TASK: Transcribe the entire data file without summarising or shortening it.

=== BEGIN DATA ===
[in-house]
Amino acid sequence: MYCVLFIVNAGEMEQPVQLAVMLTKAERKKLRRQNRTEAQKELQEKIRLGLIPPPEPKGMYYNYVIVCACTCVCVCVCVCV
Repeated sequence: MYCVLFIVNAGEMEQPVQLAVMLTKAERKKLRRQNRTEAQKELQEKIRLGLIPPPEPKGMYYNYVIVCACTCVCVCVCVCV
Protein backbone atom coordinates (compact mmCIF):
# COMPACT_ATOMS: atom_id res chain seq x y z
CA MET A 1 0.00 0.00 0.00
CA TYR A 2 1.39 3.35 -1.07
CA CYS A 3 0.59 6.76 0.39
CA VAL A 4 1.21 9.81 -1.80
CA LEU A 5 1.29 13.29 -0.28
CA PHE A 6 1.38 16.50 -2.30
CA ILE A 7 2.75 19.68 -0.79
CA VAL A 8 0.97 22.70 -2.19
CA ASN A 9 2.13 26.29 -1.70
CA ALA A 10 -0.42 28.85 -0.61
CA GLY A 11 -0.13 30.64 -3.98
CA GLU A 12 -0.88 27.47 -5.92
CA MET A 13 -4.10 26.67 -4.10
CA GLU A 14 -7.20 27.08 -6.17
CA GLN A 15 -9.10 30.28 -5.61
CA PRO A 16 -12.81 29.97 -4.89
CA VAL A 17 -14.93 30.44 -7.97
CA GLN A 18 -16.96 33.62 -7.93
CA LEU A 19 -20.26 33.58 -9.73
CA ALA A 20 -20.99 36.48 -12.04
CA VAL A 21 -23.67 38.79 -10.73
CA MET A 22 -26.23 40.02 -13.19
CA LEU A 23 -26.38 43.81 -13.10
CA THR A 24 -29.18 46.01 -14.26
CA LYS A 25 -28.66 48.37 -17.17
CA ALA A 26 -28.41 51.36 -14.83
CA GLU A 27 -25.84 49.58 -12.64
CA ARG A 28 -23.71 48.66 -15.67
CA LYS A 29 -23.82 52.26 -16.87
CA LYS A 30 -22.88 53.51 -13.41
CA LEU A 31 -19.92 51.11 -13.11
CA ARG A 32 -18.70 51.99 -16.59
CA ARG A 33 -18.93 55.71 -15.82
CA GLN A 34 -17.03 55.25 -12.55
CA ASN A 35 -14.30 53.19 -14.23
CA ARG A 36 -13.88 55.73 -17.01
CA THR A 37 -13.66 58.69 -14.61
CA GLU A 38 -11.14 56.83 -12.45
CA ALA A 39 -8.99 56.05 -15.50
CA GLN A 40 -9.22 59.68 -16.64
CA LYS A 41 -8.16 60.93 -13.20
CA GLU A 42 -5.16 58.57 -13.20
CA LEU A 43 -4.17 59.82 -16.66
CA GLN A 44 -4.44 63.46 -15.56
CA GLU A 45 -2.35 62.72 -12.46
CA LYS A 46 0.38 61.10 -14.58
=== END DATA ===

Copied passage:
[in-house]
Amino acid sequence: MYCVLFIVNAGEMEQPVQLAVMLTKAERKKLRRQNRTEAQKELQEKIRLGLIPPPEPKGMYYNYVIVCACTCVCVCVCVCV
Repeated sequence: MYCVLFIVNAGEMEQPVQLAVMLTKAERKKLRRQNRTEAQKELQEKIRLGLIPPPEPKGMYYNYVIVCACTCVCVCVCVCV
Protein backbone atom coordinates (compact mmCIF):
# COMPACT_ATOMS: atom_id res chain seq x y z
CA MET A 1 0.00 0.00 0.00
CA TYR A 2 1.39 3.35 -1.07
CA CYS A 3 0.59 6.76 0.39
CA VAL A 4 1.21 9.81 -1.80
CA LEU A 5 1.29 13.29 -0.28
CA PHE A 6 1.38 16.50 -2.30
CA ILE A 7 2.75 19.68 -0.79
CA VAL A 8 0.97 22.70 -2.19
CA ASN A 9 2.13 26.29 -1.70
CA ALA A 10 -0.42 28.85 -0.61
CA GLY A 11 -0.13 30.64 -3.98
CA GLU A 12 -0.88 27.47 -5.92
CA MET A 13 -4.10 26.67 -4.10
CA GLU A 14 -7.20 27.08 -6.17
CA GLN A 15 -9.10 30.28 -5.61
CA PRO A 16 -12.81 29.97 -4.89
CA VAL A 17 -14.93 30.44 -7.97
CA GLN A 18 -16.96 33.62 -7.93
CA LEU A 19 -20.26 33.58 -9.73
CA ALA A 20 -20.99 36.48 -12.04
CA VAL A 21 -23.67 38.79 -10.73
CA MET A 22 -26.23 40.02 -13.19
CA LEU A 23 -26.38 43.81 -13.10
CA THR A 24 -29.18 46.01 -14.26
CA LYS A 25 -28.66 48.37 -17.17
CA ALA A 26 -28.41 51.36 -14.83
CA GLU A 27 -25.84 49.58 -12.64
CA ARG A 28 -23.71 48.66 -15.67
CA LYS A 29 -23.82 52.26 -16.87
CA LYS A 30 -22.88 53.51 -13.41
CA LEU A 31 -19.92 51.11 -13.11
CA ARG A 32 -18.70 51.99 -16.59
CA ARG A 33 -18.93 55.71 -15.82
CA GLN A 34 -17.03 55.25 -12.55
CA ASN A 35 -14.30 53.19 -14.23
CA ARG A 36 -13.88 55.73 -17.01
CA THR A 37 -13.66 58.69 -14.61
CA GLU A 38 -11.14 56.83 -12.45
CA ALA A 39 -8.99 56.05 -15.50
CA GLN A 40 -9.22 59.68 -16.64
CA LYS A 41 -8.16 60.93 -13.20
CA GLU A 42 -5.16 58.57 -13.20
CA LEU A 43 -4.17 59.82 -16.66
CA GLN A 44 -4.44 63.46 -15.56
CA GLU A 45 -2.35 62.72 -12.46
CA LYS A 46 0.38 61.10 -14.58